The Perilous West
Seven Amazing Explorers and the Founding of the Oregon Trail
By (author) Larry E. Morris
Publication date:19 December 2012
Length of book:270 pages
PublisherRowman & Littlefield Publishers
Although a host of adventurers stormed west in 1806 after Lewis and Clark’s safe return, seven of them left unique legacies because of their monumental journeys, their lionhearted spirit in the face of hardship, and the way their paths intertwined time and again. The Perilous West tells this riveting story in depth for the first time, focusing on each of the seven explorers in turn – Ramsay Crooks, Robert McClellan, John Hoback, Jacob Reznor, Edward Robinson, Pierre Dorion, and Marie Dorion. These seven counted the Tetons, Hells Canyon, and South Pass among their discoveries. More importantly, they forged the Oregon Trail–a path destined to link the Atlantic coast with the Pacific, spurring national expansion as it carried trappers, soldiers, pioneers, missionaries, and gold-seekers westward. The PerilousWest begins in 1806, when Crooks and McClellan meet Lewis and Clark, and the vast expanse from the Dakotas to the Pacific coast appears a commercial paradise. The story ends in 1814, when a band of French Canadian trappers rescue Marie Dorion, and even John Jacob Astor’s well-financed enterprise has ended in violence and chaos, placing the protagonists squarely in the context of Thomas Jefferson’s monumental opening of the West, which stalled with the War of 1812.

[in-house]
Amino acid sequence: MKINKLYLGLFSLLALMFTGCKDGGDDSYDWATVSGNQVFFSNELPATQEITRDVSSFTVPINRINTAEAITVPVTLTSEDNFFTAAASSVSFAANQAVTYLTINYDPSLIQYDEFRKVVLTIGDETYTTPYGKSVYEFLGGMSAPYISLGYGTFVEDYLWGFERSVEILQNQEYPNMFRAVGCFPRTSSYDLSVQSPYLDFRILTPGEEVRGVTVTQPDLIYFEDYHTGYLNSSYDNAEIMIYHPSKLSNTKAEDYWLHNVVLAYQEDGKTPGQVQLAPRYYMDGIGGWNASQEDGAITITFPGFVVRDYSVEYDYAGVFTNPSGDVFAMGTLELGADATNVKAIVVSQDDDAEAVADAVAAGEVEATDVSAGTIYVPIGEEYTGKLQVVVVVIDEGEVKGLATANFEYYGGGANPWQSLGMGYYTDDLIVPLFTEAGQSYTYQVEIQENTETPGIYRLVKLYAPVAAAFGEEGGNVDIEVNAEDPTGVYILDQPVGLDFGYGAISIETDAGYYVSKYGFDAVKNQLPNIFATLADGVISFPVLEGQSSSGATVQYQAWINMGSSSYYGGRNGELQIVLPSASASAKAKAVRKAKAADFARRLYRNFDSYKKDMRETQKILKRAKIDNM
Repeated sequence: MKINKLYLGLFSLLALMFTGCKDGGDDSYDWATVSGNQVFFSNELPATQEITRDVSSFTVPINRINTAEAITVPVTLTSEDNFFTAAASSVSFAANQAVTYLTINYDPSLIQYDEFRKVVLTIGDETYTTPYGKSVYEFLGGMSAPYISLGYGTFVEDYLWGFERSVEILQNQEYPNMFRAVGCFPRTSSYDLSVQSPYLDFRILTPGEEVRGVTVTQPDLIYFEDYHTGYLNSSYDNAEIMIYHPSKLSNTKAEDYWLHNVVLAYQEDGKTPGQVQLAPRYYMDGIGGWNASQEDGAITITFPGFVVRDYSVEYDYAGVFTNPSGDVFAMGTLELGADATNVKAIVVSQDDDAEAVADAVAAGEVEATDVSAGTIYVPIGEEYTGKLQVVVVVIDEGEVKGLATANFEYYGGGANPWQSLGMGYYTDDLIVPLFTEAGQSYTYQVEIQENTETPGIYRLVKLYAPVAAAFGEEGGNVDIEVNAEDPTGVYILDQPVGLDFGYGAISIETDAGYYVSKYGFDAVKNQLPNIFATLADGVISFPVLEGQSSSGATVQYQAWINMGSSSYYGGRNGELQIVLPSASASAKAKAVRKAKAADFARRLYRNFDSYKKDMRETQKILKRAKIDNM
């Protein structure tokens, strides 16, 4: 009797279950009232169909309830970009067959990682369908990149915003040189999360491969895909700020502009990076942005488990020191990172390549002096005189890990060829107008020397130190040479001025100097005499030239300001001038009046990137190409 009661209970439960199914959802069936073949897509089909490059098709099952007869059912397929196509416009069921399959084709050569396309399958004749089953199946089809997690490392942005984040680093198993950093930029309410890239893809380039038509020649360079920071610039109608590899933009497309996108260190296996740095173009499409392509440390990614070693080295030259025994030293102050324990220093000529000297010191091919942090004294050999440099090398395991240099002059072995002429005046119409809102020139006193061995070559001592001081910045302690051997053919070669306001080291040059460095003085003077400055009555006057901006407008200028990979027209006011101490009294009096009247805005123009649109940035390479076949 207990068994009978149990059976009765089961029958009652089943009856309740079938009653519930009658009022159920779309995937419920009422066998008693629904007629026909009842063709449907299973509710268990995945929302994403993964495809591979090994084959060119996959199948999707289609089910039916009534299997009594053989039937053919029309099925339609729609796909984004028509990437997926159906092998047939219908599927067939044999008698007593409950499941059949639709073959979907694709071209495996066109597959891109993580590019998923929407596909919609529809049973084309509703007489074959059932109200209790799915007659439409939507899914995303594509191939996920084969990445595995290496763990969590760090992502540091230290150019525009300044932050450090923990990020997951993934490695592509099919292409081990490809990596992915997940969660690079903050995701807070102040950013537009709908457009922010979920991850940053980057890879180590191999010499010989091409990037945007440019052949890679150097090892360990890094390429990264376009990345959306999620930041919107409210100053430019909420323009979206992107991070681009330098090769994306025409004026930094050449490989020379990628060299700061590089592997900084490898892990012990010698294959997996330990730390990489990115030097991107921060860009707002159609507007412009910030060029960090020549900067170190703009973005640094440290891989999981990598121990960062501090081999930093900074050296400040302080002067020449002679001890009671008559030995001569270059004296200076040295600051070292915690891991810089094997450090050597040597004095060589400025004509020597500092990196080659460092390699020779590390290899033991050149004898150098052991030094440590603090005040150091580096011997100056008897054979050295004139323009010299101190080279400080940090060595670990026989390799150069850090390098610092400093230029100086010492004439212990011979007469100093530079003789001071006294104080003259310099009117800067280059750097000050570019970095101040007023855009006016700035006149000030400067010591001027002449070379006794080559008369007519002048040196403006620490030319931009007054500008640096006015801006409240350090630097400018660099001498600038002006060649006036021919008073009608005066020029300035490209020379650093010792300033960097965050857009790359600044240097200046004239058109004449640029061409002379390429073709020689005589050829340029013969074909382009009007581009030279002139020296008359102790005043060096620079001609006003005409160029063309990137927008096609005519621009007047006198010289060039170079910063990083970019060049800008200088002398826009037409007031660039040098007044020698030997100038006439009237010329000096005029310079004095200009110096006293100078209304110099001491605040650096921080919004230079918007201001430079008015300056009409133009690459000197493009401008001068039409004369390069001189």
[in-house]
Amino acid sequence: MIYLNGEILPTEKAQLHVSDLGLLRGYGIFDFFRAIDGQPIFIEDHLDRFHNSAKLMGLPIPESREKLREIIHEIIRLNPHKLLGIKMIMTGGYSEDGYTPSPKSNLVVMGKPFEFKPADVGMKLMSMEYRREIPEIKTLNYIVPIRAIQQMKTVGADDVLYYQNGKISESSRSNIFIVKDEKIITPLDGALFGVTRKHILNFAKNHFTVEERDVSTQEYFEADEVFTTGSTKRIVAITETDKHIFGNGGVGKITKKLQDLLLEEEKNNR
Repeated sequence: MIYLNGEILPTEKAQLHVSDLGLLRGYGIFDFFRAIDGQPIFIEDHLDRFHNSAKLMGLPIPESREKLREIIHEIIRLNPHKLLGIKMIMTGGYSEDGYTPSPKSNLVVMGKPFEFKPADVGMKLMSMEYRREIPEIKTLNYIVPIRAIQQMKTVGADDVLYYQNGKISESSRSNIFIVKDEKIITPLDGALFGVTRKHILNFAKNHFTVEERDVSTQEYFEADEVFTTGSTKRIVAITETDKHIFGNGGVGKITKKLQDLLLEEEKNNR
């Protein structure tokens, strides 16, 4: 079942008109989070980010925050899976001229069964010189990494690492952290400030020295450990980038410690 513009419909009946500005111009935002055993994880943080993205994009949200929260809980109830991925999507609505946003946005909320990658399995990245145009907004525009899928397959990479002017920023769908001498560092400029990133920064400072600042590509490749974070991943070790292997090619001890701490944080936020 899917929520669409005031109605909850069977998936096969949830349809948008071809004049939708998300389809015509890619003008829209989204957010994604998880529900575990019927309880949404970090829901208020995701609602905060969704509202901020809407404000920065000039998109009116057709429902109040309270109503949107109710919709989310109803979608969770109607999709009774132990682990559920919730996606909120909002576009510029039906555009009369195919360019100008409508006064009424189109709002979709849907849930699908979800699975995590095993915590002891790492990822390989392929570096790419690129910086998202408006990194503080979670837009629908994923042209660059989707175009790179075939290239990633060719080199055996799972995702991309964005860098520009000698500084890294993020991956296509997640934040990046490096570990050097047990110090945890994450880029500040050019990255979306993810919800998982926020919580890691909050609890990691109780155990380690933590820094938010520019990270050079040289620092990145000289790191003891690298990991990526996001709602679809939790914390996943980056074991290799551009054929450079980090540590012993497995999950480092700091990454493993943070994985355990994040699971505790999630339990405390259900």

Morris (The Fate of the Corps: What Became of the Lewis and Clark Explorers After the Expedition) here focuses on the early 1800s Western fur trade, beginning with Robert McClellan and Ramsey Crooks, both of whom started up the Missouri River in 1806, each meeting the returning Lewis and Clark expedition. Despite the title, the adventures of many more than seven major historical figures are presented here in a single integrated narrative about the search for a new overland route to reach the Oregon country. Prominently featured is Marie Dorion, the Iowa Indian wife of interpreter and hunter Pierre Dorian Jr. In 1811–12 she became the second woman in recorded Western history to travel cross-country to the Pacific Ocean, with voyageurs employed by St. Louis fur merchant Wilson Price Hunt. Marie Dorion’s adventures parallel those of Sacagawea of the Lewis and Clark expedition; the two women even seem to have befriended each other between 1809 and 1811. VERDICT Highly recommended for both specialists and general readers, this history of the Western fur trade and early explorers along the Oregon Trail is a welcome addition to the literature.